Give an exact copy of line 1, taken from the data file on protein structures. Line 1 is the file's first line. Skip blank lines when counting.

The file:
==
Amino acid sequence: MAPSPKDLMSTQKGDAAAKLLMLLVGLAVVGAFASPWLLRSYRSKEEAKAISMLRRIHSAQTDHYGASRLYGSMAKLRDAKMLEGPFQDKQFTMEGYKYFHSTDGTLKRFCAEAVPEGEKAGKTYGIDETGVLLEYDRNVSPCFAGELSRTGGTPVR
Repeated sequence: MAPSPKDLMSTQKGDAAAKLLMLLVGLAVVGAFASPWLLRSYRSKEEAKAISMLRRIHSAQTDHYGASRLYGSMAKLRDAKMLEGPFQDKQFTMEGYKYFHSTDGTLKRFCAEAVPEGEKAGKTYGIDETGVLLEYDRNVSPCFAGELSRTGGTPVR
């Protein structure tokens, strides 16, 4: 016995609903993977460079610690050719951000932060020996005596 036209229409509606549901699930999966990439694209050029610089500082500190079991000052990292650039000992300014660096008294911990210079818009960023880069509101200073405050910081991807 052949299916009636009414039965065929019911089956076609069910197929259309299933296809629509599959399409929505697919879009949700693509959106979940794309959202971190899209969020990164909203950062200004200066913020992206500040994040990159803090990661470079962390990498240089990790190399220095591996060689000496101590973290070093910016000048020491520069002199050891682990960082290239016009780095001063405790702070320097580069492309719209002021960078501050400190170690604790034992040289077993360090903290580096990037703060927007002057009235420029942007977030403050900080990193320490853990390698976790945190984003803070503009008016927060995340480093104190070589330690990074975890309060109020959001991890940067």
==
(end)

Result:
Amino acid sequence: MAPSPKDLMSTQKGDAAAKLLMLLVGLAVVGAFASPWLLRSYRSKEEAKAISMLRRIHSAQTDHYGASRLYGSMAKLRDAKMLEGPFQDKQFTMEGYKYFHSTDGTLKRFCAEAVPEGEKAGKTYGIDETGVLLEYDRNVSPCFAGELSRTGGTPVR